The blockade by Russian forces of Ukraine's Black Sea ports and the knock-on effect of Western sanctions on Moscow have raised international food and fuel prices, causing millions of Africans to face an "unprecedented food emergency" this year, the UN's World Food Programme said. Large parts of Kenya, Somalia and Ethiopia are at serious risk of food insecurity, the World Food Programme said this week.
In the Sahel and West Africa, more than 40 million people could suffer from hunger in 2022, up from 10.8 million in 2019, the FAO said. Before Russia industry email list invaded Ukraine at the end of February, the COVID-19 outbreak and prolonged drought had hit African economies hard. A third of the continent's wheat is imported from Russia and Ukraine, which has been exacerbated by the war in Ukraine. Countries that do not rely on imports from Russia and Ukraine are also suffering as food prices soar on global markets.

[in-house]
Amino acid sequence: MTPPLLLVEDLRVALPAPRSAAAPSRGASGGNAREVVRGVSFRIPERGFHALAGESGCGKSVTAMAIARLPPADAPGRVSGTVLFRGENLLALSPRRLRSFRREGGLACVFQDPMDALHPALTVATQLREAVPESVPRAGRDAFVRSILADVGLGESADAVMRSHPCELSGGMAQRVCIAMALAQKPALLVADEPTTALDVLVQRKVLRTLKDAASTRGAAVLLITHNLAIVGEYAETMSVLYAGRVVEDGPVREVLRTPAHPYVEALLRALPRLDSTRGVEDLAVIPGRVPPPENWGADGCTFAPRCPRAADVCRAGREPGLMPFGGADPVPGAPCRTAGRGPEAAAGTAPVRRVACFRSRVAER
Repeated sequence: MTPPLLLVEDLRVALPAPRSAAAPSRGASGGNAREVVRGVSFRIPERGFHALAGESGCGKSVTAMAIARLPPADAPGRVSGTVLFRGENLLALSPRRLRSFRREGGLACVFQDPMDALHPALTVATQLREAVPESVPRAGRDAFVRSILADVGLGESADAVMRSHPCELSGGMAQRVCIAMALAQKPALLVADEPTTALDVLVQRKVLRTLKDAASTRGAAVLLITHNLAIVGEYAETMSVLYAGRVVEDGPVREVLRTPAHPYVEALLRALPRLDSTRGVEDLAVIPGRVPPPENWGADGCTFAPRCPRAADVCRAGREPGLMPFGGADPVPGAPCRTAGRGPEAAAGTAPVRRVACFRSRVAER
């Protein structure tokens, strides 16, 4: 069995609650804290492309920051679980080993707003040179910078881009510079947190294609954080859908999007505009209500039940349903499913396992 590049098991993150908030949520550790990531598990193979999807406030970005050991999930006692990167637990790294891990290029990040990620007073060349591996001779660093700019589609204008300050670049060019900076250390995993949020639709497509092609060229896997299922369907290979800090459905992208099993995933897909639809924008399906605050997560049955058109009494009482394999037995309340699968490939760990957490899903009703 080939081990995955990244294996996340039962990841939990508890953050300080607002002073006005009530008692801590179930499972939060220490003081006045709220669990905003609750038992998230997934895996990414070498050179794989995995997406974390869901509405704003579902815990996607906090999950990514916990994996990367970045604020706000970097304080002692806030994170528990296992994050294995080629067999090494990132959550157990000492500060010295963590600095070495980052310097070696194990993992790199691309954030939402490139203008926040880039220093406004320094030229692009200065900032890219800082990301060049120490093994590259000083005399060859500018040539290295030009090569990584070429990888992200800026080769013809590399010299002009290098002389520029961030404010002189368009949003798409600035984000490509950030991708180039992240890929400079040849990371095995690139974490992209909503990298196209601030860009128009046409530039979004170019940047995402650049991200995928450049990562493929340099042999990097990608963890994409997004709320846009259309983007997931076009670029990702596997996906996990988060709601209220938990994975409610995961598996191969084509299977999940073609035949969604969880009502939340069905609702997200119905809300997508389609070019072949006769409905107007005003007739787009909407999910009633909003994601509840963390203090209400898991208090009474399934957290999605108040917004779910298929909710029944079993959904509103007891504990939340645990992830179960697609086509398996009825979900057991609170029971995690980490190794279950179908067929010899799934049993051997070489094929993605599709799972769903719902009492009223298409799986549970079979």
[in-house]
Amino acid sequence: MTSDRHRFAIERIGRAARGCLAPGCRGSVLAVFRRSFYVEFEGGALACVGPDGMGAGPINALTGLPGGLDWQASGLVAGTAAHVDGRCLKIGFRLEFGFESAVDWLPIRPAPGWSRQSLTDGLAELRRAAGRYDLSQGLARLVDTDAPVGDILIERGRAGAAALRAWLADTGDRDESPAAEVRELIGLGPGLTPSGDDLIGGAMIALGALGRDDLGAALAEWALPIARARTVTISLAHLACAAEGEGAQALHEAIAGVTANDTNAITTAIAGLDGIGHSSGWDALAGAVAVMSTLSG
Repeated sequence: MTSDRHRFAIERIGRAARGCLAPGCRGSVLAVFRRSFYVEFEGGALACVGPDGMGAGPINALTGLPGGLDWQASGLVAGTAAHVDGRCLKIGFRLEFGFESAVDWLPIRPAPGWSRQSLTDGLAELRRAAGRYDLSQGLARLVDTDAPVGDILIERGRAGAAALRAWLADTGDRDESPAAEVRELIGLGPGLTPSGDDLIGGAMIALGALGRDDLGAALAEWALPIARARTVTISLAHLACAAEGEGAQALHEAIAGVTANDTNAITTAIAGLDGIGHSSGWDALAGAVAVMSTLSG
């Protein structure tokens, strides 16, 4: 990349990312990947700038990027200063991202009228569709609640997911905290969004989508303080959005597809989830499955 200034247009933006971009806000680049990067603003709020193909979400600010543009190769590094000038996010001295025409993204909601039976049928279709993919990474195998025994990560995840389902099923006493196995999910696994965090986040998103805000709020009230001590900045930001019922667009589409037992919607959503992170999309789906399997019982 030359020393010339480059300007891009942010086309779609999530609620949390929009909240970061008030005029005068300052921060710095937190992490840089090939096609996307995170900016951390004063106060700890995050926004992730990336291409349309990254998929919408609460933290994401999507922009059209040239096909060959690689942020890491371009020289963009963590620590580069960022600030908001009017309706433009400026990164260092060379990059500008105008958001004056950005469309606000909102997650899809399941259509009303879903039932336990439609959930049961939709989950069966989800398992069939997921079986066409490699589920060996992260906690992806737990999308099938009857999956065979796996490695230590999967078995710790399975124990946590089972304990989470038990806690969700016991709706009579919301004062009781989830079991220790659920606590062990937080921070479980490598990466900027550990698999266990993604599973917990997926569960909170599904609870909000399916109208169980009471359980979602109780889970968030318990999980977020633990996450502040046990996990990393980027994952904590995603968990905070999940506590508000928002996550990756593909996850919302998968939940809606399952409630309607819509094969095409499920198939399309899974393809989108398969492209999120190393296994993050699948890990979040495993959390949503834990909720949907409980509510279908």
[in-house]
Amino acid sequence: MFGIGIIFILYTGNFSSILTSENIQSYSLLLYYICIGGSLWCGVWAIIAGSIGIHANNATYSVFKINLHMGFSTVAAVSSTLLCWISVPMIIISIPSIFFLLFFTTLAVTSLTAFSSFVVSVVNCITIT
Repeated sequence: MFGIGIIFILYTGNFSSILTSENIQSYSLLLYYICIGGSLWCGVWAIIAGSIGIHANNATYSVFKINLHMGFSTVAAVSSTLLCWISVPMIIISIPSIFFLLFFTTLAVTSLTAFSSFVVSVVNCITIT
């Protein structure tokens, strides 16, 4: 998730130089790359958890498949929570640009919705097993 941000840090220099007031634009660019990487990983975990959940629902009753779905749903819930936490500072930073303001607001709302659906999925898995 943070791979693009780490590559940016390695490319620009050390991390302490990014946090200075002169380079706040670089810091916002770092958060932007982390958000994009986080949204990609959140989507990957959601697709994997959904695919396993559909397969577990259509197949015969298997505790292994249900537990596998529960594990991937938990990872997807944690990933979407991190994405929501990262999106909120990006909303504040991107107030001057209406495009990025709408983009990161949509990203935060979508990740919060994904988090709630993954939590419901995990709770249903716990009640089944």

Africa's food import bill has nearly tripled over the past decade, but its agricultural production itself has also been growing steadily. The African continent has a large amount of arable land, and there is a huge potential for self-sufficiency. Why rely on imported food? Africans produce food, but don't sell it A major portion of African farmland is used to grow export crops such as coffee, cocoa and cottonseed oil, while the staple crops of wheat